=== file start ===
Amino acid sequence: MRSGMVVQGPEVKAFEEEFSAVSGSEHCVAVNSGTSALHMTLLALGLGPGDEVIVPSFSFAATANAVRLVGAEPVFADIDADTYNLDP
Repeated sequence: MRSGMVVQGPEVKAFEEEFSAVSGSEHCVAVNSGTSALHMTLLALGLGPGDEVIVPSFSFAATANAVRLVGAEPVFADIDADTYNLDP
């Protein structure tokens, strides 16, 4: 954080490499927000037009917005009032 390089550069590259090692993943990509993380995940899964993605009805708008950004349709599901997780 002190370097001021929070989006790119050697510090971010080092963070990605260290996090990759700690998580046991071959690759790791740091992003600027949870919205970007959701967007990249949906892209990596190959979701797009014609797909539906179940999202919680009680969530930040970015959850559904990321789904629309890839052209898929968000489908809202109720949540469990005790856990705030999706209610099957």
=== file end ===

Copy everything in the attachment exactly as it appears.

Amino acid sequence: MRSGMVVQGPEVKAFEEEFSAVSGSEHCVAVNSGTSALHMTLLALGLGPGDEVIVPSFSFAATANAVRLVGAEPVFADIDADTYNLDP
Repeated sequence: MRSGMVVQGPEVKAFEEEFSAVSGSEHCVAVNSGTSALHMTLLALGLGPGDEVIVPSFSFAATANAVRLVGAEPVFADIDADTYNLDP
């Protein structure tokens, strides 16, 4: 954080490499927000037009917005009032 390089550069590259090692993943990509993380995940899964993605009805708008950004349709599901997780 002190370097001021929070989006790119050697510090971010080092963070990605260290996090990759700690998580046991071959690759790791740091992003600027949870919205970007959701967007990249949906892209990596190959979701797009014609797909539906179940999202919680009680969530930040970015959850559904990321789904629309890839052209898929968000489908809202109720949540469990005790856990705030999706209610099957």